OR The Unreasonableness of the CHƲRCH of ENGLAND in some of Her Doctrines and Practices, And the Reasonableness of Liberty of Conscience.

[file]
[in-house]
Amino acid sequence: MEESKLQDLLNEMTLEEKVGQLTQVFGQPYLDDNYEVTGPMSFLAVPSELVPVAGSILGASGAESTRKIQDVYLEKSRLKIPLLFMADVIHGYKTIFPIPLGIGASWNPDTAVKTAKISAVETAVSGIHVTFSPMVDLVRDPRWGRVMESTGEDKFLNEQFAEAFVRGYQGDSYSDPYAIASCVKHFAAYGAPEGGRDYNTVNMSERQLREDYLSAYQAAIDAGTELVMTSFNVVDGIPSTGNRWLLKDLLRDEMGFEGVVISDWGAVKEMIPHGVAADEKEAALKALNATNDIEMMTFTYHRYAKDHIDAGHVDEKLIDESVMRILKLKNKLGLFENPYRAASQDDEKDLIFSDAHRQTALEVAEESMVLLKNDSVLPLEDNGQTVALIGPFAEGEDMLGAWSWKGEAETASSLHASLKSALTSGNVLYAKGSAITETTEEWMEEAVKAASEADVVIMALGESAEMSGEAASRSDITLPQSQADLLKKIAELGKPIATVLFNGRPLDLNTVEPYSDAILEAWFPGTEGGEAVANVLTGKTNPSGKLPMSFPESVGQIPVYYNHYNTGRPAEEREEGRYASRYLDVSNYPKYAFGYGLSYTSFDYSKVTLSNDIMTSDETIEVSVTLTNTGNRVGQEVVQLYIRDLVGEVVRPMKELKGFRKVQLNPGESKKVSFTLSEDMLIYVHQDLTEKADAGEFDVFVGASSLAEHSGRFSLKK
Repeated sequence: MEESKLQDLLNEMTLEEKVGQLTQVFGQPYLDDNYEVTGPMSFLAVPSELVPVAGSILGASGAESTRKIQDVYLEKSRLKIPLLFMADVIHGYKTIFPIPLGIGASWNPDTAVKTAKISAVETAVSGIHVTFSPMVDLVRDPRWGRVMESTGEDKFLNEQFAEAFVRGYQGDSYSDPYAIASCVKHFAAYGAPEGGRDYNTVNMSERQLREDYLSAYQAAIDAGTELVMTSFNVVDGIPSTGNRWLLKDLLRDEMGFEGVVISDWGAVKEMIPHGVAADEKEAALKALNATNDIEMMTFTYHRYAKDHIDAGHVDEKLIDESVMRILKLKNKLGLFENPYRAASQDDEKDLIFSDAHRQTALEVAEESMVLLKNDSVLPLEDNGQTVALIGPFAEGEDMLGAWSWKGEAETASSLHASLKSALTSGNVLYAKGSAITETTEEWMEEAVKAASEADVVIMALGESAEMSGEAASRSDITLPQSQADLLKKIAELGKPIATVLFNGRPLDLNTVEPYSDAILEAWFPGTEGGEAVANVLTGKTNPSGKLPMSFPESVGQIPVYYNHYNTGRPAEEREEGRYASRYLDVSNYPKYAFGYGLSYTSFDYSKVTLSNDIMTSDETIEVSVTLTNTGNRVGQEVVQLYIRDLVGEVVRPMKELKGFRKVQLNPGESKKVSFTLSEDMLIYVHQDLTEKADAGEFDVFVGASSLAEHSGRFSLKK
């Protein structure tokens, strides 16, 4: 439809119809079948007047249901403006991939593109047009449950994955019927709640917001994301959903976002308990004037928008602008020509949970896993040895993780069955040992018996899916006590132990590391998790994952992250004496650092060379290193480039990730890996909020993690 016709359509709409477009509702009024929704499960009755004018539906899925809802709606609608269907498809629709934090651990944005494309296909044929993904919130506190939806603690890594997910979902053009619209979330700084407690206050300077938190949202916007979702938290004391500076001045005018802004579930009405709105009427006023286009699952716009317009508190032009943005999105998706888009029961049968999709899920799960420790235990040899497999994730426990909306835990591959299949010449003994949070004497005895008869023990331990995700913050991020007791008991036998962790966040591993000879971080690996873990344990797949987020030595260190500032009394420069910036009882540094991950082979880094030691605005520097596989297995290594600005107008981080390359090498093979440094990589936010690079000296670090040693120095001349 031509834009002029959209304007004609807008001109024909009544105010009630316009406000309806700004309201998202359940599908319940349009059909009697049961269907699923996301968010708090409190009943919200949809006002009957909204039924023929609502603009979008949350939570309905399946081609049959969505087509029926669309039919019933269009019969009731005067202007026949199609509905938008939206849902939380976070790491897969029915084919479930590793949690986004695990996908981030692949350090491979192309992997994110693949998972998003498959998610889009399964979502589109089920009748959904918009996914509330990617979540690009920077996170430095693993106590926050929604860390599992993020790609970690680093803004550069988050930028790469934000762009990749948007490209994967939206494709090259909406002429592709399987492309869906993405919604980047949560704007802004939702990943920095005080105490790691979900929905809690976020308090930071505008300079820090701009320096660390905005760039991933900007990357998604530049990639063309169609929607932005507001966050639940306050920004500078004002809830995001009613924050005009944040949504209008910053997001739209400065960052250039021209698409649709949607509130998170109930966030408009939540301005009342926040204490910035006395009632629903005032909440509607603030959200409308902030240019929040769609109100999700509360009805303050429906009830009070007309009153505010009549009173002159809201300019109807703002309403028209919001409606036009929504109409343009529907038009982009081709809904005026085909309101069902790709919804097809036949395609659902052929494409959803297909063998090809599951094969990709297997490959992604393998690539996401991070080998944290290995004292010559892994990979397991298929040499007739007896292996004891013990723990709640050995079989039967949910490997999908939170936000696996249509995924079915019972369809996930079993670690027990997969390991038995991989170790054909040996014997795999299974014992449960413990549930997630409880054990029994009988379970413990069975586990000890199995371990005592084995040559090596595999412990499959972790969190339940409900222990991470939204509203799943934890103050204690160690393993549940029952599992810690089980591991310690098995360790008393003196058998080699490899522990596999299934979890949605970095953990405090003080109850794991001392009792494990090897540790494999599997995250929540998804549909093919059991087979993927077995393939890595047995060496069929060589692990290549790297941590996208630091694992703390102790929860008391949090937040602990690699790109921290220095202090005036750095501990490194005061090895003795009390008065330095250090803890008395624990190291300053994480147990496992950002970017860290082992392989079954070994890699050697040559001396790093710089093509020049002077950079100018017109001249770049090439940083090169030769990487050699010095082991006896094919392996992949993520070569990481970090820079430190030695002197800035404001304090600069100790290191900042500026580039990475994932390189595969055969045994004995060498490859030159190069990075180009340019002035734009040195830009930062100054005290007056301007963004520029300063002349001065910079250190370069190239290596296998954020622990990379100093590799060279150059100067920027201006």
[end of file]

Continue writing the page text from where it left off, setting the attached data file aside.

In a Letter from a Private Gentleman in the Country to his Friend a Clergy-Man in the City.

Magnam Chartam dedit Henricus, Majorem dabit Chartam Iacobus.

Printed in the Year MDCLXXXVIII.

Worthy SIR,